Despite the above, the Federal Patent Court of Germany14 ruled in 2021 that an invention created by AI is not excluded from patent protection if a human inventor were indicated in the application. As such, the German court noted that AI can be indicated as an inventor, but only as an additional one. The primary inventor must always be a natural person.
Based on the above we can conclude that the US and European approaches for AI’s intellectual property rights ownership have much in common—both approaches focus on the human factor and on the absence of AI legal capacity per se. However, the EU strives to adopt initiatives on further AI regulation from a more AI-favorable position.
Below you can find a summary of the main points of this review:
In our understanding, the question of who owns intellectual property rights on AI-related works is also important when determining who is liable for AI-caused harm. For that reason, further development of legislation in that direction is expected.
Artificial intelligence and personal data
As we mentioned before, one of the main characteristics of AI is the use (collection, analysis) of data. Personal data is included in this.
Some experts have opined that AI systems can develop more quickly in jurisdictions where there is less regulation on the use and protection of personal data—or where it is not regulated at all. This is related to the fact that AI needs to use data to achieve the established tasks.
The EU is the realm of the General Data Protection Regulation (GDPR), which aims to protect personal data against illegal use. The EU, in light of the GDPR, has already prepared a list of prohibited practices of AI. Thus, according to the draft Artificial Intelligence Act, AI is banned from being used for the following:
- Any type of social scoring (social credit systems)
- Remote biometric identification of individuals in public places (automated identification of human characteristics (faces, eyes, fingerprints, DNA, voices), button pressing, rhythms, etc.
- Identification of human emotions
- Classification of natural persons based on their biometric data by ethnic, political, sexual background or other peculiarities that may lead to discrimination
It is clear that this list will significantly limit how AI can be used in the European Union. We note, however, that the Artificial Intelligence Act has not entered into legal force yet, and its draft form may yet see changes.
While a specific law on AI has yet to be enacted, current EU legislation, the GDPR, has already been applied to sanction companies for unlawful AI use. For instance, in 2022, a country-record breaking GDPR fine of €670,00015 was imposed on a bank in Hungary for using AI systems for an automated analysis of audio recordings of customer calls. Based on key words, AI analyzed clients’ voices and emotional state during their call with the bank. As a result, AI determined the priority of clients that need to be called back by automatically ranking them.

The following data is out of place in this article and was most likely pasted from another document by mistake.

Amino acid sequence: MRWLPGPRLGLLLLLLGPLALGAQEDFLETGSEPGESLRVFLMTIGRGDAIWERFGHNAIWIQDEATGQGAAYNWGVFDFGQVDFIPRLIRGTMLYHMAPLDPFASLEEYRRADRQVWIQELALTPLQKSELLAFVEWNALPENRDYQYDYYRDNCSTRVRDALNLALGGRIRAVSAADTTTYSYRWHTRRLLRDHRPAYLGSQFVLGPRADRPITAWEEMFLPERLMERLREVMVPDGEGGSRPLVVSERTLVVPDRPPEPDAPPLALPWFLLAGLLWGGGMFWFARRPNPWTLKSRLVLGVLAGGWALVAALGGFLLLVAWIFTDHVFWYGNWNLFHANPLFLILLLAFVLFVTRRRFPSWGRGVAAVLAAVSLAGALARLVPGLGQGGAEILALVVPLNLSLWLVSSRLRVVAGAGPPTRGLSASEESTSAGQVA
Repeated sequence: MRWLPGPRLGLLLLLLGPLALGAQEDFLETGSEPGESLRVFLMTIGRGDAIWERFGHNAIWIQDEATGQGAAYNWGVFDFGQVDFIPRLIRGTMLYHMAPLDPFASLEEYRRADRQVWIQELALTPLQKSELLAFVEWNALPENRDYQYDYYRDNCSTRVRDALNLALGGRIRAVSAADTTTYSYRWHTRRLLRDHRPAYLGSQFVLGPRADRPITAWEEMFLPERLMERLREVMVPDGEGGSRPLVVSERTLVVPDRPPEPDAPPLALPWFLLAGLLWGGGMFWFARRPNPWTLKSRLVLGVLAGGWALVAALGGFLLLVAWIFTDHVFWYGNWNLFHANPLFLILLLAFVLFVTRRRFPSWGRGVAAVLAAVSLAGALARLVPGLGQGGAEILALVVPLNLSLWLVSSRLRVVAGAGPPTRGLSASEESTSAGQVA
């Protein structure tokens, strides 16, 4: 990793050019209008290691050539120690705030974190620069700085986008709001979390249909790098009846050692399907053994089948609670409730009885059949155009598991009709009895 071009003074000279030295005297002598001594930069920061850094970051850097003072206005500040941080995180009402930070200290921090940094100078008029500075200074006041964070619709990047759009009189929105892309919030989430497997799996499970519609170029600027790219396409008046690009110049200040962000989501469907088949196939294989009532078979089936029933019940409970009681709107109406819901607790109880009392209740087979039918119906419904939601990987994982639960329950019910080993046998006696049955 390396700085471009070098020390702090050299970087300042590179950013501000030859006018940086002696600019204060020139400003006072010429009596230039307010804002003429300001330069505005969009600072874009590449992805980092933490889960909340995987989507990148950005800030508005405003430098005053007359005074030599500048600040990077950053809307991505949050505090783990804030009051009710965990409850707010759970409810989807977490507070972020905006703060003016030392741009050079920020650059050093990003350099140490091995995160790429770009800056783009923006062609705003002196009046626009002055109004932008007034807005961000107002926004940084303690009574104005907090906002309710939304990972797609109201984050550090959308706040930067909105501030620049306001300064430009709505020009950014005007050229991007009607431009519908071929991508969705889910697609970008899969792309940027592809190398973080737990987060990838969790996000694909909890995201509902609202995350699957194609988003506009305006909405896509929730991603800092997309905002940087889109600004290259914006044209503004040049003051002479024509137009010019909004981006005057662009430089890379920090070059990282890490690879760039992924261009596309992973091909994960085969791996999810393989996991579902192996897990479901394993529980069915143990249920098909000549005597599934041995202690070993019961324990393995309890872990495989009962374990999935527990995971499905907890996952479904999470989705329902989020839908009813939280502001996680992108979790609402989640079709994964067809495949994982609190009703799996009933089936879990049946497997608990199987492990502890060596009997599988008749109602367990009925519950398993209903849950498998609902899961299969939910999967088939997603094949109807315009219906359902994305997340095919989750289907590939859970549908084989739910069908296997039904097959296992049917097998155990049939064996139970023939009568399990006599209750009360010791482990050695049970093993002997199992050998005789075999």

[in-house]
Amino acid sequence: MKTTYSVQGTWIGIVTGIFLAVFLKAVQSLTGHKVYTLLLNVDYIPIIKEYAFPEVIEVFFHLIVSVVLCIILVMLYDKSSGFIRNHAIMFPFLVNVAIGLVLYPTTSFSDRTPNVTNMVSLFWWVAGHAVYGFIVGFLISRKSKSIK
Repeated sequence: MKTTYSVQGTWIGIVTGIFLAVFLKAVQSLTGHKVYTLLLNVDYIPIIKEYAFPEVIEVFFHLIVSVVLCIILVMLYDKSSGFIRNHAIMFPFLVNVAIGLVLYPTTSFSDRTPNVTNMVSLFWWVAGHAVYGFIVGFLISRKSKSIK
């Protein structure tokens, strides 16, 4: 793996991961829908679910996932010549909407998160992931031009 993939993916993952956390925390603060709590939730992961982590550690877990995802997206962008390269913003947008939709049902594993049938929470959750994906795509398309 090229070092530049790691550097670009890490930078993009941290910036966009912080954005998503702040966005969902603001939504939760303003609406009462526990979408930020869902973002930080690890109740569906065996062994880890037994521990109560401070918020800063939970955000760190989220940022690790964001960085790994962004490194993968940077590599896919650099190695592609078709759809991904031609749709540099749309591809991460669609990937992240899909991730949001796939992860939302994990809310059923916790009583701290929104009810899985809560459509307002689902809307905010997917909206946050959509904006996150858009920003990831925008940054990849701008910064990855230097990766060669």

In this case, the bank considered improving customer service as the key goal for using AI. The Hungarian authorities claimed that this basis was insufficient to allow for automated data processing by AI and highlighted that the only possible basis for such use of personal data is if it were freely given with the informed consent of the data subjects.
Based on recent court cases, Kazakhstan’s Law on Personal Data16 is working properly17. However, so far, there have been no attempts to directly regulate AI in respect of data protection. But considering certain requirements of the current law, we understand that businesses are significantly restricted in using AI. For example, if for AI functioning, biometric data are needed, then all requirements on personal data protection must be met (e.g. consent), as the law considers biometric data to be personal data.
Taking into account the main points of this review, we understand there is a strong need for legislative regulation of AI in Kazakhstan. Kazakhstan laws must define, at least, the following main directions for further AI development:
- What is AI and what are its main characteristics?
- Who can be recognized as an author or an owner of AI?
- Who is accountable for harm caused by using AI?
- What data and under which conditions can AI collect and use this data?
When incorporating any AI system, we believe that businesses must resolve these issues based on the current legislation.
- “H.R.6216 – National Artificial Intelligence Initiative Act of 2020,” congress.gov
- “Notice of the State Council Issuing the New Generation of Artificial Intelligence Development Plan,” State Council Document  No. 35
- EUR-Lex – 52021PC0206 – EN – EUR-Lex, europa.eu
- Paragraph 4.13 of the RK’s President’s Decree No. 674 dated October 15, 2021 “On Approval of the Concept for a Legal Policy of RK until 2030”
- WIPO Conversation on Intellectual Property and Artificial Intelligence, November 4, 2020
- United States District Court for the Eastern District of Virginia in Thaler v Hirshfeld, Case No. 1:20-cv-903, September 2, 2021
- Article 9.1 of the Patent Law of RK dated July 16, 1999
- U.S. Code, Chapter 17, § 201 (b)
- Article 2(1) of the RK Law on Copyright and Related Rights dated June 10, 1996
- Resolution of the European Parliament dated October 20, 2020 on a Civil liability regime for Artificial Intelligence, Paragraph B(6)
- Resolution of the European Parliament dated October 20, 2020, on Intellectual Property Rights for the Development of Artificial Intelligence Technologies
- Order of the German Federal Patent Court No. 11 W (pat) 5/21 dated 11 November 2021
- Decision of the Hungarian DPA (Nemzeti Adatvédelmi és Információszabadság Hatóság) No. NAIH-85-3/2022 dated 8 February 2022
- The RK Law on Personal Data and its Protection dated 21 May 2013
- “Kazakhstan adopts real protections of personal data,” Dentons client alert, April 13, 2022